Will the Twin Be a Win?

Gemini, Google's latest multimodal AI model, can understand text, code, audio, image, and video data, and it now powers their Bard chatbot.

Nick Bild
4 months agoMachine Learning & AI
A new multimodal generative AI algorithm has just been released (📷: Google)

OpenAI’s ChatGPT was released just over a year ago, and the tremendous interest generated by this tool quickly launched an epic AI arms race that is still raging. The demand for more advanced and sophisticated generative AI models has prompted major tech companies and research institutions to intensify their efforts in the field of artificial intelligence. As a result, we have witnessed a rapid evolution in the capabilities of conversational AI, and much more, with each subsequent release attempting to outperform its predecessors.

Although many of these models are extremely large and require massive amounts of compute resources to operate, the competitive landscape has not been limited to large organizations alone. The open-source community has played a pivotal role, contributing to the democratization of AI technology. Collaborative efforts have led to the development of alternative models, which allow individuals to run these sophisticated algorithms on their own personal computers. This has also fueled rapid innovation, with more people and organizations being able to contribute to new technological advances.

The latest large-scale effort intended to move the field forward was recently announced by Google. Their Bard chatbot has not exactly taken a leading position in this crowded field yet, with many users finding its capabilities to be underwhelming. The jury is still out, but this may soon change. Google has just replaced LaMDA — the model that had been powering Bard — with their latest generative AI model named Gemini.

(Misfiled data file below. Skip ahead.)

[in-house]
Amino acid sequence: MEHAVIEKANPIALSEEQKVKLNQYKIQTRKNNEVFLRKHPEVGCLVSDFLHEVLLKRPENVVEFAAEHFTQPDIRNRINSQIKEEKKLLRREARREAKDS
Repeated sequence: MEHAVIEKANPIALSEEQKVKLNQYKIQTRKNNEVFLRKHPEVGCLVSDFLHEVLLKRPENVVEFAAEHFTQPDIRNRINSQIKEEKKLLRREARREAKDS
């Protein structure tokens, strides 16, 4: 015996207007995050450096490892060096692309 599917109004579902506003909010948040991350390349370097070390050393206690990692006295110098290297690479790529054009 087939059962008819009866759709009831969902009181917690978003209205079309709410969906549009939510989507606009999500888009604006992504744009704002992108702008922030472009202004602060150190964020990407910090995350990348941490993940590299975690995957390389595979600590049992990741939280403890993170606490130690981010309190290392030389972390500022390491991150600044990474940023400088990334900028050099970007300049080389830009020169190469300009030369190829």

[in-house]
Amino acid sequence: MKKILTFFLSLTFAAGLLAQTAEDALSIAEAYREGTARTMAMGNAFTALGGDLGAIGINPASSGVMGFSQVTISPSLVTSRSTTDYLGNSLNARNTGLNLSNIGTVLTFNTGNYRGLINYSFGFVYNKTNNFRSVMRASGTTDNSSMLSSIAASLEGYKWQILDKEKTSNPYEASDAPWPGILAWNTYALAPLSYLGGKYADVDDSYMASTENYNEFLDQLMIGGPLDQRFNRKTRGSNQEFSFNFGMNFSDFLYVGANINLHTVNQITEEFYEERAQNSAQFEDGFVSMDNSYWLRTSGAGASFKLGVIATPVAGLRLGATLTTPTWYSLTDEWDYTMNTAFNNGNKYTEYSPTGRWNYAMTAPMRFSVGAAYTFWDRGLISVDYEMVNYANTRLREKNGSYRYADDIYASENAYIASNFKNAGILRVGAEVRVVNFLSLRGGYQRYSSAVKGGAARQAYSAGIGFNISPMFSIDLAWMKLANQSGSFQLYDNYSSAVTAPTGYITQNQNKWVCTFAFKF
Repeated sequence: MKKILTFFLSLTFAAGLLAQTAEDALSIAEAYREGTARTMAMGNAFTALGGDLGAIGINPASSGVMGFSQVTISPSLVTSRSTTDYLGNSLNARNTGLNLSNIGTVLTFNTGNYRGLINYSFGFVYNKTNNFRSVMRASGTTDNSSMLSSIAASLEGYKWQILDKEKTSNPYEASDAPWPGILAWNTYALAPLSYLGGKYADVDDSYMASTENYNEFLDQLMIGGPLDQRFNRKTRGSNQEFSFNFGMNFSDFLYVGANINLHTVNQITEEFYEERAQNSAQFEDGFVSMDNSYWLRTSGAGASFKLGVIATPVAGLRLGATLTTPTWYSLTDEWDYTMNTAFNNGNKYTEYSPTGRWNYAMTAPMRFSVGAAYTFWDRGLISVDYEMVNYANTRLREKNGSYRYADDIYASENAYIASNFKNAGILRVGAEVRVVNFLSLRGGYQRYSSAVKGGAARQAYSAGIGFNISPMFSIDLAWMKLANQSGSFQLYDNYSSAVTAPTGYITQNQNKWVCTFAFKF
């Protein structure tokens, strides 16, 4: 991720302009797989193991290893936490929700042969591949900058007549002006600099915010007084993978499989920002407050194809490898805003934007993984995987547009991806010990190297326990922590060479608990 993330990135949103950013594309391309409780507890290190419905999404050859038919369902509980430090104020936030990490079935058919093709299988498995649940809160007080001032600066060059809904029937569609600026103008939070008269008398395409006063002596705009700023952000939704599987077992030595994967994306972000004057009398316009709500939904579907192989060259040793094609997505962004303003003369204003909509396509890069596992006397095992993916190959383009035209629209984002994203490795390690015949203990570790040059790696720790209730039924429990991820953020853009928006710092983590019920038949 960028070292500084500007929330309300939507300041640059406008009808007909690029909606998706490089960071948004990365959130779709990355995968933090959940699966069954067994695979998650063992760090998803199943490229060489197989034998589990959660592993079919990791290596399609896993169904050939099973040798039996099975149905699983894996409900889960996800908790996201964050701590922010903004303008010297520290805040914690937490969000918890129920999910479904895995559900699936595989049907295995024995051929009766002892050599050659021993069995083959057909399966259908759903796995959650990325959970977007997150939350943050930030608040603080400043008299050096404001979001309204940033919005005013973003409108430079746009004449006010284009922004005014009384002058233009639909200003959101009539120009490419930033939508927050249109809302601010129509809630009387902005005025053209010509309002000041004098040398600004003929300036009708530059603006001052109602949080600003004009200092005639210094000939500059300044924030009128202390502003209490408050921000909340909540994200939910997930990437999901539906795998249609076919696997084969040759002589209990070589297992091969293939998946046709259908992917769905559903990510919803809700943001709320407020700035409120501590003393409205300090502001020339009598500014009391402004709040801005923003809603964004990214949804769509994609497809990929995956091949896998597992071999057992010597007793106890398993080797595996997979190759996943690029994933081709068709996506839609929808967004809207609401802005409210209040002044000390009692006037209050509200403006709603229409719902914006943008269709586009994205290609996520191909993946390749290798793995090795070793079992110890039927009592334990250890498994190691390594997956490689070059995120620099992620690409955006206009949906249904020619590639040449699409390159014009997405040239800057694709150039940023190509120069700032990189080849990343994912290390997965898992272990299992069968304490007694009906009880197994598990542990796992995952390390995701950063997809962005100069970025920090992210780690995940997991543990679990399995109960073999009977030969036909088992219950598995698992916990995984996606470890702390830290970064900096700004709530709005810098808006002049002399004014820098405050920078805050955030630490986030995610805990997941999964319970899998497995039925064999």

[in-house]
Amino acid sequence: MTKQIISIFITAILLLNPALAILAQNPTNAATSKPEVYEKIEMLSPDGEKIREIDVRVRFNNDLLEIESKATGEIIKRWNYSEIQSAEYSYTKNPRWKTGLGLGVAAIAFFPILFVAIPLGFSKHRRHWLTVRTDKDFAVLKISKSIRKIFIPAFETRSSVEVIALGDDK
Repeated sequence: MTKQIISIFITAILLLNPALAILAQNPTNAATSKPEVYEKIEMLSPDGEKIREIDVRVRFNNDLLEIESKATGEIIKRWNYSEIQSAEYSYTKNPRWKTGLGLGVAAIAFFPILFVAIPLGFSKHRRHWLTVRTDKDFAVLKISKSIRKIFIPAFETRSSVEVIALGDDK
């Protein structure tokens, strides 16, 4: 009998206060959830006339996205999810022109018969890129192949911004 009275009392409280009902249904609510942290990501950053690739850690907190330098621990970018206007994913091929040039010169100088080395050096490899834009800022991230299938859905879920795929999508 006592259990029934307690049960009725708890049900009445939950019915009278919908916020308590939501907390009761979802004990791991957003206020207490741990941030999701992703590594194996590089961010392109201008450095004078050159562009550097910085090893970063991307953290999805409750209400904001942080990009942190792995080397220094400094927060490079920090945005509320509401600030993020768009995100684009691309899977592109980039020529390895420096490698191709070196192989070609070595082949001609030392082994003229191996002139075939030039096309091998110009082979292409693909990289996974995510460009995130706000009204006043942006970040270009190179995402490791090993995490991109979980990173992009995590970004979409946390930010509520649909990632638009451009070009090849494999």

Google calls Gemini the most capable, and most generalized, model that they have ever created — and on paper, at least, it looks pretty impressive. It was designed from the ground up to be highly multimodal. Many past efforts have relied on separate models that work together to process different types of data. Gemini, on the other hand, can understand text, code, audio, image, and video data. With all of these capabilities sitting side-by-side in a unified model, there is a lot of potential for generalizing across different sources of information. And that is exactly the sort of ability that is needed for artificial systems to gain a better understanding of the world around them, and to interact more naturally with humans.

In a break from current trends, Gemini is not delivered in a one-size-fits-all package. Three different model sizes have been released to meet the needs of a variety of use cases. Gemini Ultra is the largest, for when highly complex tasks are to be performed and the sky's the limit for available resources. Gemini Pro, which now powers Bard, was designed to be capable across a wide range of tasks, but not such a resource hog. Finally, Gemini Nano was created for on-device use. This model can power applications on smartphones without requiring an internet connection for cloud-based processing.

Of course none of this means a thing if the model does not perform well, so how does it stack up against the competition? If you have confidence in the ability of benchmarks to assess the performance of a model, then Gemini has advanced the state-of-the-art. Using a panel of 32 academic benchmarks commonly used to evaluate large language models on tasks like reasoning, math, coding, and understanding of images, video, and audio, Gemini was demonstrated to consistently outperform GPT-4V.

Google notes that the multimodal capabilities of Gemini will help it to excel at uncovering hidden knowledge that can be found in vast amounts of data. These same skills could make it very good at other tasks, like advanced reasoning and coding. But as they say, the proof is in the pudding. Give it a try and see what you think. Does the real-world performance match the expectations?

Nick Bild
R&D, creativity, and building the next big thing you never knew you wanted are my specialties.
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